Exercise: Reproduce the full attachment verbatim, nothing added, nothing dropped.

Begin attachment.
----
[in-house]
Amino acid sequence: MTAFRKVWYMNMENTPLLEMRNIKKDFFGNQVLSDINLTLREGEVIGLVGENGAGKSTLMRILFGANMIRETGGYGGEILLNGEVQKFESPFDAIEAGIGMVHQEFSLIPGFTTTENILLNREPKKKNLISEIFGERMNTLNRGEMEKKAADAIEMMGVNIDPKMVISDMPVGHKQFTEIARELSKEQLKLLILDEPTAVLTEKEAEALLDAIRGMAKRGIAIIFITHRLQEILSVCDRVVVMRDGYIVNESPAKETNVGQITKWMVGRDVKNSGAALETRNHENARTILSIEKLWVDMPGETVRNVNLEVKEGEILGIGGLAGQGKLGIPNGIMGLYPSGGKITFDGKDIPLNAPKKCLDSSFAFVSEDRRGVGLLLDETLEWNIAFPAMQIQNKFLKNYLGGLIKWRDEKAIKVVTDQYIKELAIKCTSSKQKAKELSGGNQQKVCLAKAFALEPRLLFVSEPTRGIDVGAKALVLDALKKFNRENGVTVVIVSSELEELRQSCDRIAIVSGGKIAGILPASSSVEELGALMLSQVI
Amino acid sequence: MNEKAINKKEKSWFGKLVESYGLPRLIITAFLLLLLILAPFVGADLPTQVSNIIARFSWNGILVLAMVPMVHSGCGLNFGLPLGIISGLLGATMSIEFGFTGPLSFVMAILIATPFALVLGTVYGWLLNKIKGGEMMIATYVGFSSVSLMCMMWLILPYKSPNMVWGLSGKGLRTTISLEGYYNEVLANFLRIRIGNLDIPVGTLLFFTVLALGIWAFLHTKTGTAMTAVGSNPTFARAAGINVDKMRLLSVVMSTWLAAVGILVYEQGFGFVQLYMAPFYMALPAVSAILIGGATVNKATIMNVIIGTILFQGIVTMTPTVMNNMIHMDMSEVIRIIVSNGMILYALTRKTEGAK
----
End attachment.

[in-house]
Amino acid sequence: MTAFRKVWYMNMENTPLLEMRNIKKDFFGNQVLSDINLTLREGEVIGLVGENGAGKSTLMRILFGANMIRETGGYGGEILLNGEVQKFESPFDAIEAGIGMVHQEFSLIPGFTTTENILLNREPKKKNLISEIFGERMNTLNRGEMEKKAADAIEMMGVNIDPKMVISDMPVGHKQFTEIARELSKEQLKLLILDEPTAVLTEKEAEALLDAIRGMAKRGIAIIFITHRLQEILSVCDRVVVMRDGYIVNESPAKETNVGQITKWMVGRDVKNSGAALETRNHENARTILSIEKLWVDMPGETVRNVNLEVKEGEILGIGGLAGQGKLGIPNGIMGLYPSGGKITFDGKDIPLNAPKKCLDSSFAFVSEDRRGVGLLLDETLEWNIAFPAMQIQNKFLKNYLGGLIKWRDEKAIKVVTDQYIKELAIKCTSSKQKAKELSGGNQQKVCLAKAFALEPRLLFVSEPTRGIDVGAKALVLDALKKFNRENGVTVVIVSSELEELRQSCDRIAIVSGGKIAGILPASSSVEELGALMLSQVI
Amino acid sequence: MNEKAINKKEKSWFGKLVESYGLPRLIITAFLLLLLILAPFVGADLPTQVSNIIARFSWNGILVLAMVPMVHSGCGLNFGLPLGIISGLLGATMSIEFGFTGPLSFVMAILIATPFALVLGTVYGWLLNKIKGGEMMIATYVGFSSVSLMCMMWLILPYKSPNMVWGLSGKGLRTTISLEGYYNEVLANFLRIRIGNLDIPVGTLLFFTVLALGIWAFLHTKTGTAMTAVGSNPTFARAAGINVDKMRLLSVVMSTWLAAVGILVYEQGFGFVQLYMAPFYMALPAVSAILIGGATVNKATIMNVIIGTILFQGIVTMTPTVMNNMIHMDMSEVIRIIVSNGMILYALTRKTEGAK